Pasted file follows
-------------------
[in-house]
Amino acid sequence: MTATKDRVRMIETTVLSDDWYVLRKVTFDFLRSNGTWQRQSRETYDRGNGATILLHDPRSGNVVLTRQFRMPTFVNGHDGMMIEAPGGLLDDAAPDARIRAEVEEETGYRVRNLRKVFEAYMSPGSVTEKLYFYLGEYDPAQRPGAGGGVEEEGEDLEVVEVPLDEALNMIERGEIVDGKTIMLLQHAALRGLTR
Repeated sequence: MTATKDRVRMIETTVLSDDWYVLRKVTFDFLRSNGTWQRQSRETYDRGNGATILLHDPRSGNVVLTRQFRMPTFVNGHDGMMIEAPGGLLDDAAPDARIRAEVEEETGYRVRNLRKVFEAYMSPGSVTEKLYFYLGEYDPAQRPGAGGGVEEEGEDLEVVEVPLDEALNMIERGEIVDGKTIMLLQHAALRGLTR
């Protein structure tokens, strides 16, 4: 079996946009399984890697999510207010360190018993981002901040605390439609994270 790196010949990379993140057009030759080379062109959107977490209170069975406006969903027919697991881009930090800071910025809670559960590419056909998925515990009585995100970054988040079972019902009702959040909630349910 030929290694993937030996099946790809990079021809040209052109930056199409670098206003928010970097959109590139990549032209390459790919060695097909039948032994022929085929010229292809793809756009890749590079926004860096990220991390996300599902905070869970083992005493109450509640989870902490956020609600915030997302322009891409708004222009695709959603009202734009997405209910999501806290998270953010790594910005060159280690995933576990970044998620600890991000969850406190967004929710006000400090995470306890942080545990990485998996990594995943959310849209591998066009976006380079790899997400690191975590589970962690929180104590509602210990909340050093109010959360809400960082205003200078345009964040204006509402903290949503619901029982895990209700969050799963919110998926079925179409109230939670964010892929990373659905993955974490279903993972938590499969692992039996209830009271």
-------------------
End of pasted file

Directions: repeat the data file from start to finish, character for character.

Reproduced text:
[in-house]
Amino acid sequence: MTATKDRVRMIETTVLSDDWYVLRKVTFDFLRSNGTWQRQSRETYDRGNGATILLHDPRSGNVVLTRQFRMPTFVNGHDGMMIEAPGGLLDDAAPDARIRAEVEEETGYRVRNLRKVFEAYMSPGSVTEKLYFYLGEYDPAQRPGAGGGVEEEGEDLEVVEVPLDEALNMIERGEIVDGKTIMLLQHAALRGLTR
Repeated sequence: MTATKDRVRMIETTVLSDDWYVLRKVTFDFLRSNGTWQRQSRETYDRGNGATILLHDPRSGNVVLTRQFRMPTFVNGHDGMMIEAPGGLLDDAAPDARIRAEVEEETGYRVRNLRKVFEAYMSPGSVTEKLYFYLGEYDPAQRPGAGGGVEEEGEDLEVVEVPLDEALNMIERGEIVDGKTIMLLQHAALRGLTR
């Protein structure tokens, strides 16, 4: 079996946009399984890697999510207010360190018993981002901040605390439609994270 790196010949990379993140057009030759080379062109959107977490209170069975406006969903027919697991881009930090800071910025809670559960590419056909998925515990009585995100970054988040079972019902009702959040909630349910 030929290694993937030996099946790809990079021809040209052109930056199409670098206003928010970097959109590139990549032209390459790919060695097909039948032994022929085929010229292809793809756009890749590079926004860096990220991390996300599902905070869970083992005493109450509640989870902490956020609600915030997302322009891409708004222009695709959603009202734009997405209910999501806290998270953010790594910005060159280690995933576990970044998620600890991000969850406190967004929710006000400090995470306890942080545990990485998996990594995943959310849209591998066009976006380079790899997400690191975590589970962690929180104590509602210990909340050093109010959360809400960082205003200078345009964040204006509402903290949503619901029982895990209700969050799963919110998926079925179409109230939670964010892929990373659905993955974490279903993972938590499969692992039996209830009271």